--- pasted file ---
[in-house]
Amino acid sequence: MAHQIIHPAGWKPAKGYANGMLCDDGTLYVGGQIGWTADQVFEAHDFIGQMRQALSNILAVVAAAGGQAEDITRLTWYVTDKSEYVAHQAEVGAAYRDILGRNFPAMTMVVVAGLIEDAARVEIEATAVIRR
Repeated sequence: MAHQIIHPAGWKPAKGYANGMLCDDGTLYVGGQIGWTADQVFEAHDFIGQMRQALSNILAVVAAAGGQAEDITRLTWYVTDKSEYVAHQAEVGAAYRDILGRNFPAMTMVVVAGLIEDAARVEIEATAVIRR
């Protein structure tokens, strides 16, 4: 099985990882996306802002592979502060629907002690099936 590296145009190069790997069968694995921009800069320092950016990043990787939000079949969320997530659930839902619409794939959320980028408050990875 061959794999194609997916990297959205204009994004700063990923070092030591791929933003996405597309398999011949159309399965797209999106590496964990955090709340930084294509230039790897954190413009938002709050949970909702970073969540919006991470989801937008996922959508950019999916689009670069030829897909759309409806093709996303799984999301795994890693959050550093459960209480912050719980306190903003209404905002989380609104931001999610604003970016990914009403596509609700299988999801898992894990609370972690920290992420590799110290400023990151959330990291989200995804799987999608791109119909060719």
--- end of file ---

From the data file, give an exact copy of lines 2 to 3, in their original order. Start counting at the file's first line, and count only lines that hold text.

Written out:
Amino acid sequence: MAHQIIHPAGWKPAKGYANGMLCDDGTLYVGGQIGWTADQVFEAHDFIGQMRQALSNILAVVAAAGGQAEDITRLTWYVTDKSEYVAHQAEVGAAYRDILGRNFPAMTMVVVAGLIEDAARVEIEATAVIRR
Repeated sequence: MAHQIIHPAGWKPAKGYANGMLCDDGTLYVGGQIGWTADQVFEAHDFIGQMRQALSNILAVVAAAGGQAEDITRLTWYVTDKSEYVAHQAEVGAAYRDILGRNFPAMTMVVVAGLIEDAARVEIEATAVIRR